is in the first slot, and the good one is in the second slot. Now the
one that was good and is now in the second slot is failing memtest. So
now I'm thinking there's something wrong with the second DDR slot, but
I run memtest again and memory addresses in both the first 512MB and
second 512MB are failing.

So how do I reduce the timing your were talking about. I'm assuming
it's either in the BIOS or a jumper on the system board. The only speed
setting in the BIOS is for the CPU, and there is a jumper for FSB speed
which is either 100MHZ or 133MHZ.

Thanks,
Ed
Anonymous
a b à CPUs
a b } Memory
June 25, 2005 12:03:33 AM

Archived from groups: comp.sys.ibm.pc.hardware.chips (More info?)

"Ed B." <buch75@comcast.net> wrote in message
news:1119600620.575371.164340@g43g2000cwa.googlegroups.com...
> Hello Tony,
>
> Well, I'm glad you posted your message because you may be right about
> something. The memory I have is a 512MB 266 DDR stick. I took the bad
> one out and replaced it with the new one, and it passed memtest. Then I
> thought, well I may as well buy a second memory stick, so I got the
> exact same brand from the same store as the one I just installed; put
> it in, so I now have 1 GB of RAM. I ran memtest to make sure
> everything looked good, and sure enough, memtest found a bunch of
> errors on the second 512MB, which was the stick I just bought.
>
> So to troubleshoot this, I swap the slots, so the one that just failed
> is in the first slot, and the good one is in the second slot. Now the
> one that was good and is now in the second slot is failing memtest. So
> now I'm thinking there's something wrong with the second DDR slot, but
> I run memtest again and memory addresses in both the first 512MB and
> second 512MB are failing.
>
> So how do I reduce the timing your were talking about. I'm assuming
> it's either in the BIOS or a jumper on the system board. The only speed
> setting in the BIOS is for the CPU, and there is a jumper for FSB speed
> which is either 100MHZ or 133MHZ.
>
> Thanks,
> Ed
>
I think he's referring the CAS and the other memory settings in the BIOS.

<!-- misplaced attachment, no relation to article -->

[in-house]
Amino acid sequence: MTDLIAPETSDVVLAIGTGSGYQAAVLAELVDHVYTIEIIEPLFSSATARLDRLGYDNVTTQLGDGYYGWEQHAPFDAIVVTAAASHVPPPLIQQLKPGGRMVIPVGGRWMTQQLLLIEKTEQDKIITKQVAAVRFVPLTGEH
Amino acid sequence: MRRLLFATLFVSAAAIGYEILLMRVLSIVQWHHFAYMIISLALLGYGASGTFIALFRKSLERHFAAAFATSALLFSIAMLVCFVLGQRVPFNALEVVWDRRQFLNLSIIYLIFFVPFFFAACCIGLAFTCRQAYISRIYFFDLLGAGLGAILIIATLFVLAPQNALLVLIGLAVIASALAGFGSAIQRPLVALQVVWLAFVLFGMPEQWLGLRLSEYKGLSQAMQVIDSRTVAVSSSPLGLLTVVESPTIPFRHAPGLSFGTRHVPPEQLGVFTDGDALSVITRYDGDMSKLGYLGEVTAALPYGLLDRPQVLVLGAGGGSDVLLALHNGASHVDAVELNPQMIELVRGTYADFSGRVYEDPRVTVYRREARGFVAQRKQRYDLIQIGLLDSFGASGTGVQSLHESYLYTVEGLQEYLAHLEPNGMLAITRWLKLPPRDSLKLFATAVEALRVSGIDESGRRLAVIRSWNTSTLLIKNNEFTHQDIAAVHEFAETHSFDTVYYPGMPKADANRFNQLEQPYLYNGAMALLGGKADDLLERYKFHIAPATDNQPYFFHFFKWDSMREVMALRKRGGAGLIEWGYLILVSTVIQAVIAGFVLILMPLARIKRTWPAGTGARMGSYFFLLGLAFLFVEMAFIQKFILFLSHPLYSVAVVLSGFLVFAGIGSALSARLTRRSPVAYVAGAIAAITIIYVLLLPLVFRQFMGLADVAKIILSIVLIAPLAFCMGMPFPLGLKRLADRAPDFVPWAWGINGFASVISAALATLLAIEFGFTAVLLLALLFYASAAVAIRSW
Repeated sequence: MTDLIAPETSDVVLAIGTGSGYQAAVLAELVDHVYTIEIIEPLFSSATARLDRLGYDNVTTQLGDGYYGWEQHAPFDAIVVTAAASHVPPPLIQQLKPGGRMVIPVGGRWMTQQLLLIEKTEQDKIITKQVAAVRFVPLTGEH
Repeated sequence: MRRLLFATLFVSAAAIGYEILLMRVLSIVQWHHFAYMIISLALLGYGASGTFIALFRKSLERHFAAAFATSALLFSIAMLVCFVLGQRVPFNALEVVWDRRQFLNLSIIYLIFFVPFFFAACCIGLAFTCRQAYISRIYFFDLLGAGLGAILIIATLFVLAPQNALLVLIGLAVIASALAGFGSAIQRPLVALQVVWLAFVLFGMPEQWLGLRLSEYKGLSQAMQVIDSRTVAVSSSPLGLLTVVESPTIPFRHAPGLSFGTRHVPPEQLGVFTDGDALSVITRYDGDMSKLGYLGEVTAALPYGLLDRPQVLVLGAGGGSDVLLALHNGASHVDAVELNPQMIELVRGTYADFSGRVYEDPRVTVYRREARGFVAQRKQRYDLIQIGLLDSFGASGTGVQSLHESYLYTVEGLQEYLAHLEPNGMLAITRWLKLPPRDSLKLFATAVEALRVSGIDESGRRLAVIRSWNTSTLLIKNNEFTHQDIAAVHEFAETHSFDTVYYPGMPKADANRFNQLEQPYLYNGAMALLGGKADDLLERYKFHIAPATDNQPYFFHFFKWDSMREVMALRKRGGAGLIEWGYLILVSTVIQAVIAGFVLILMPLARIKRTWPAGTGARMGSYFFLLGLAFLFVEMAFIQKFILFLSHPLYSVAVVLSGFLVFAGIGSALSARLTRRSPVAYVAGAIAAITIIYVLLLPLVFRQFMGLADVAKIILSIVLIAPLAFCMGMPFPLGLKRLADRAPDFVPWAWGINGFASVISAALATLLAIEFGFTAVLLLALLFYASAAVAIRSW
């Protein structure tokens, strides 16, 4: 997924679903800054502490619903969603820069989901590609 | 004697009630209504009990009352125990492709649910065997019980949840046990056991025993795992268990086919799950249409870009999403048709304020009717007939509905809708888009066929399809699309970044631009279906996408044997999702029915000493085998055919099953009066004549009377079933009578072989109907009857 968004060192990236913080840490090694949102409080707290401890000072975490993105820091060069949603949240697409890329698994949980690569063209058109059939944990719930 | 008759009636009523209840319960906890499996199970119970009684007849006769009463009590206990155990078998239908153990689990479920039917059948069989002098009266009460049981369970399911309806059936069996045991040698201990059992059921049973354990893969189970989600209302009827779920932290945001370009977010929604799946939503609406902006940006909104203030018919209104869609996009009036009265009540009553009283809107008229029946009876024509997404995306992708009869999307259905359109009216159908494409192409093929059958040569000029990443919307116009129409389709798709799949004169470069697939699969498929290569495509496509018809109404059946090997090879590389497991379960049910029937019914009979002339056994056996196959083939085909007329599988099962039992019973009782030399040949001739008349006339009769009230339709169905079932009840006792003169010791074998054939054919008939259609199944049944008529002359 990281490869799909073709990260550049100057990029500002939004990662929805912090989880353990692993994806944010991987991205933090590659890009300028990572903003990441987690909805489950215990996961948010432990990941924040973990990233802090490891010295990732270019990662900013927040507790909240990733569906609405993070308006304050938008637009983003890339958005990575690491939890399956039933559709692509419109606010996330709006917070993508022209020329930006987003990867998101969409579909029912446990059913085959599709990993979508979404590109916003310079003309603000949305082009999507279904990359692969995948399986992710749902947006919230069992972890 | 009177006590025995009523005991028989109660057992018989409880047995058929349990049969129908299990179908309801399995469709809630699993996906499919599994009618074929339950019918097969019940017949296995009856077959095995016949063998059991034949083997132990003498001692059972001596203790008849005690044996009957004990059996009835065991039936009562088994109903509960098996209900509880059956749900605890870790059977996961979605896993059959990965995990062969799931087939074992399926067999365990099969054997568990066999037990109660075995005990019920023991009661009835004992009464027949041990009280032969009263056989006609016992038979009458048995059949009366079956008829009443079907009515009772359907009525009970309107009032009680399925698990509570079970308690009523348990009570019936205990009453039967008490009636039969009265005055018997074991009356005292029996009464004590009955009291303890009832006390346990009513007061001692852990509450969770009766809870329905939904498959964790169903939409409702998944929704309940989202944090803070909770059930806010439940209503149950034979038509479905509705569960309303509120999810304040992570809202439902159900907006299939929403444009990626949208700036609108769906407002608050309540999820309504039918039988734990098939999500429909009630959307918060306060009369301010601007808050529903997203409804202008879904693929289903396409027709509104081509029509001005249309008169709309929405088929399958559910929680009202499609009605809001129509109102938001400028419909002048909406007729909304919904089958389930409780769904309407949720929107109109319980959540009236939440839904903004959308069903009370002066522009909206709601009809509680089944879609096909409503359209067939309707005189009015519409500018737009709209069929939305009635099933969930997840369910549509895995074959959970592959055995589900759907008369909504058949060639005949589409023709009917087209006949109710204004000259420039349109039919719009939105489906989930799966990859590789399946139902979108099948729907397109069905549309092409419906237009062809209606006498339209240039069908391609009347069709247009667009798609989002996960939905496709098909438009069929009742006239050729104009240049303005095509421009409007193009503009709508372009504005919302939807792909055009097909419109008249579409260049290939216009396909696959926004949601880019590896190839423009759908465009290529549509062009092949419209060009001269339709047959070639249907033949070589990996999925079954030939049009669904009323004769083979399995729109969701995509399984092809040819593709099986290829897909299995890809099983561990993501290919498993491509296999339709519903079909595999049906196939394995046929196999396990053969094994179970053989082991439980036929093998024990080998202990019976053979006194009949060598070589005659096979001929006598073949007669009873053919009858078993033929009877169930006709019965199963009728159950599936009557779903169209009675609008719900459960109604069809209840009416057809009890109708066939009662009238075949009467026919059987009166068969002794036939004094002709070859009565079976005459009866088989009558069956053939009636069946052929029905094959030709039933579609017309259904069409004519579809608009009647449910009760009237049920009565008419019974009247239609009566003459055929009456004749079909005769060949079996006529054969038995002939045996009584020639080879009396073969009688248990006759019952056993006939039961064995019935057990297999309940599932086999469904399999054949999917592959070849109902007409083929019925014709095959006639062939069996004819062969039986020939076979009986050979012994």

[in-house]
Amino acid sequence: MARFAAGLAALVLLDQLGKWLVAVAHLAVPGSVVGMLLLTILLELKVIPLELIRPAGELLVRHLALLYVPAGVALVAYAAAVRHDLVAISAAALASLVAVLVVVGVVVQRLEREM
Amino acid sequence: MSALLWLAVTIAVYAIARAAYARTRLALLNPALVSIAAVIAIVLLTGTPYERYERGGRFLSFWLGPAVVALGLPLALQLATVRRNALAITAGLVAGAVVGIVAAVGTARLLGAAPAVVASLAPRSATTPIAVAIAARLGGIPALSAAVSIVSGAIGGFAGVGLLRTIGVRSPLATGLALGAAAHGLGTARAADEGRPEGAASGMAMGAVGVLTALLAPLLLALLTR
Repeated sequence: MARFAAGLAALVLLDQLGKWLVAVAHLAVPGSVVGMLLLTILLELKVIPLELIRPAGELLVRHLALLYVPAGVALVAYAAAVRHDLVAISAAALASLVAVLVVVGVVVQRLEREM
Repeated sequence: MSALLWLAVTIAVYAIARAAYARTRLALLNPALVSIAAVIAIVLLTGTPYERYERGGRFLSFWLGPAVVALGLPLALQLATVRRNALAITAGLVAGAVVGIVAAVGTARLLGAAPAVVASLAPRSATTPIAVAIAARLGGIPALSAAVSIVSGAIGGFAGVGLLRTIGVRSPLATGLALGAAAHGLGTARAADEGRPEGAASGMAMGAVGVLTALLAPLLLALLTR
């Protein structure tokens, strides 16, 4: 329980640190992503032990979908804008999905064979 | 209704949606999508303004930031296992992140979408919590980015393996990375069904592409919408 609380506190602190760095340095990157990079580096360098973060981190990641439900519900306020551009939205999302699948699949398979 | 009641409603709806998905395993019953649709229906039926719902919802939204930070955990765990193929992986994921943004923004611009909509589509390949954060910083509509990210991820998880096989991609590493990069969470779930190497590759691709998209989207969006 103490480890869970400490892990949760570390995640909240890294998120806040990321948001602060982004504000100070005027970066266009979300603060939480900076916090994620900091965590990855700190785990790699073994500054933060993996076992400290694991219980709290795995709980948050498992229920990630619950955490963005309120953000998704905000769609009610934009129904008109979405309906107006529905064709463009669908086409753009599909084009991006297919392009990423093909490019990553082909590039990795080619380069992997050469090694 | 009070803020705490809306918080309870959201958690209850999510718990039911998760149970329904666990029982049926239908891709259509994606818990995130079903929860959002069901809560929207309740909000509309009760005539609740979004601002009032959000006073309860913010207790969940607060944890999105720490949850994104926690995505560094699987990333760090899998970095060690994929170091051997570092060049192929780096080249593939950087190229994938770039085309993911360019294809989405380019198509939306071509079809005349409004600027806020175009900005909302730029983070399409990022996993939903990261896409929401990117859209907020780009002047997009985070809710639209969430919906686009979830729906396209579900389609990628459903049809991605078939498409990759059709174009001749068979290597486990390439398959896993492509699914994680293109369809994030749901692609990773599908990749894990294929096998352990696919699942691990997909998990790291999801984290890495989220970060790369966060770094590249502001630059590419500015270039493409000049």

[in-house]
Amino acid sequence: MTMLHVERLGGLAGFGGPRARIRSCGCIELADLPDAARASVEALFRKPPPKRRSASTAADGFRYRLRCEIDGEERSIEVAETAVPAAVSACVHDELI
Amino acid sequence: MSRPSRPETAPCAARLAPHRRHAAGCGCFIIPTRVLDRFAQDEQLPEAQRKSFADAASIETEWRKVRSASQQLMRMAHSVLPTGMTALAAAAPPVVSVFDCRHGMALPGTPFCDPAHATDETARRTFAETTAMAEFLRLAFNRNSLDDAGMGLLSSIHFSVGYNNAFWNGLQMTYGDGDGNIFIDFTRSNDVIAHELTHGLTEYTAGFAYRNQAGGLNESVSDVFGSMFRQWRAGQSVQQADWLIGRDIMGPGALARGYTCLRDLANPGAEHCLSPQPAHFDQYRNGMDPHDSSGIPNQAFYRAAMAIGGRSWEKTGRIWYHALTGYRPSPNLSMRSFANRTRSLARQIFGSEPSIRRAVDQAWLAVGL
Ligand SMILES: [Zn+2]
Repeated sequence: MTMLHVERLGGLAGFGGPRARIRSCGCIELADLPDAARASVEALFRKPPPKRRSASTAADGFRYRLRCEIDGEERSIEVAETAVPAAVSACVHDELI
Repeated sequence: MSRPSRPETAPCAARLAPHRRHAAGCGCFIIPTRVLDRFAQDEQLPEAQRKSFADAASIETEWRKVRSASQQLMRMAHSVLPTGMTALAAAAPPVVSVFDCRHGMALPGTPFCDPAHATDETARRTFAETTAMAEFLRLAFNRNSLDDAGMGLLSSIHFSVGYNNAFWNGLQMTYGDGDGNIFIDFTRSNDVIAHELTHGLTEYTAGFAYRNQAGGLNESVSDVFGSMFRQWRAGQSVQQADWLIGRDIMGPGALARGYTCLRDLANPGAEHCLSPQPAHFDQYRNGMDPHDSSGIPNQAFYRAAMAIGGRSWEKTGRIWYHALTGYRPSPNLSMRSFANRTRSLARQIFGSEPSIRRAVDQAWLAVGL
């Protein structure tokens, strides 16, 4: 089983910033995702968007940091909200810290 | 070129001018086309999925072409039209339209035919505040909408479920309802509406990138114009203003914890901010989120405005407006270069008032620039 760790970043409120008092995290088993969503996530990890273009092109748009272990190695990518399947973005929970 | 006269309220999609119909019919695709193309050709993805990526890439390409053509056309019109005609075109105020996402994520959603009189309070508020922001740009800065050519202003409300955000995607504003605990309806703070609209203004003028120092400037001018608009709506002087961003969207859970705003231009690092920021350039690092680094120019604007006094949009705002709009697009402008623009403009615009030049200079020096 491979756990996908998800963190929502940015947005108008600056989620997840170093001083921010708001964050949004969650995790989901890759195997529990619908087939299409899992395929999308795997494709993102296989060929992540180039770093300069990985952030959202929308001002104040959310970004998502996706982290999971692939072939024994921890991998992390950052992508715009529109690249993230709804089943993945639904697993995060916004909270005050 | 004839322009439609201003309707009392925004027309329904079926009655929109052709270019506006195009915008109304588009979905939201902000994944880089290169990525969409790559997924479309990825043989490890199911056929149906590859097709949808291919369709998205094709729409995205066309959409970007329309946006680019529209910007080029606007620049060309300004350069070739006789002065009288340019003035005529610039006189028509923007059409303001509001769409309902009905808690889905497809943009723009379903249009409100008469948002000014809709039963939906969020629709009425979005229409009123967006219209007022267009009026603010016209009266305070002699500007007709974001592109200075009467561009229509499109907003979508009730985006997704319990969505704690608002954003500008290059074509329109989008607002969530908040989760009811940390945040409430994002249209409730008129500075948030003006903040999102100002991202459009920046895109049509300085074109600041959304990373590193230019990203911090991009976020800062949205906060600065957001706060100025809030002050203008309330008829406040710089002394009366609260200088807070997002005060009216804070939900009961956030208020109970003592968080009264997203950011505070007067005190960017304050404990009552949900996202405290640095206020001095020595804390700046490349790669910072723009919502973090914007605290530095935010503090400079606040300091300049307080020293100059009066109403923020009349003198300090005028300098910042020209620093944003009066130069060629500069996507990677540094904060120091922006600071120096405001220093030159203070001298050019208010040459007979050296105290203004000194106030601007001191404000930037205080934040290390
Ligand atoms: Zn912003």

Anonymous
a b à CPUs
a b } Memory
June 25, 2005 7:39:57 PM

Archived from groups: comp.sys.ibm.pc.hardware.chips (More info?)

On 24 Jun 2005 15:31:57 -0700, "Ed B." <buch75@comcast.net> put finger
to keyboard and composed:

>I must have a cheap motherboard because I have no memory settings in
>the BIOS.

Are you sure? IME, all PCChips/ECS boards have memory settings in the
BIOS, so I can't imagine that Asus/Asrock would be any different.
Otherwise, I wonder if this is one of those cases where an upmarket
manufacturer differentiates his products by crippling certain
features.

> I have an ASRock K7VM2.
>http://www.asrock.com/product/product_k7vm2.htm
>
>Ed B.


- Franc Zabkar
--
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Anonymous
a b à CPUs
a b } Memory
June 25, 2005 8:20:13 PM

Archived from groups: comp.sys.ibm.pc.hardware.chips (More info?)

On 24 Jun 2005 15:31:57 -0700, "Ed B." <buch75@comcast.net> wrote:

>I must have a cheap motherboard because I have no memory settings in
>the BIOS. I have an ASRock K7VM2.
>http://www.asrock.com/product/product_k7vm2.htm

Yes you do have a cheap motherboard, and assuming that the on-line
manual for this motherboard is correct, you do not have much of
anything in the way of memory settings in that BIOS. Basically you're
at the mercy of the SPD settings stored on the memory module itself.
In other words, make sure you use good quality memory on this system.

-------------
Tony Hill
hilla <underscore> 20 <at> yahoo <dot> ca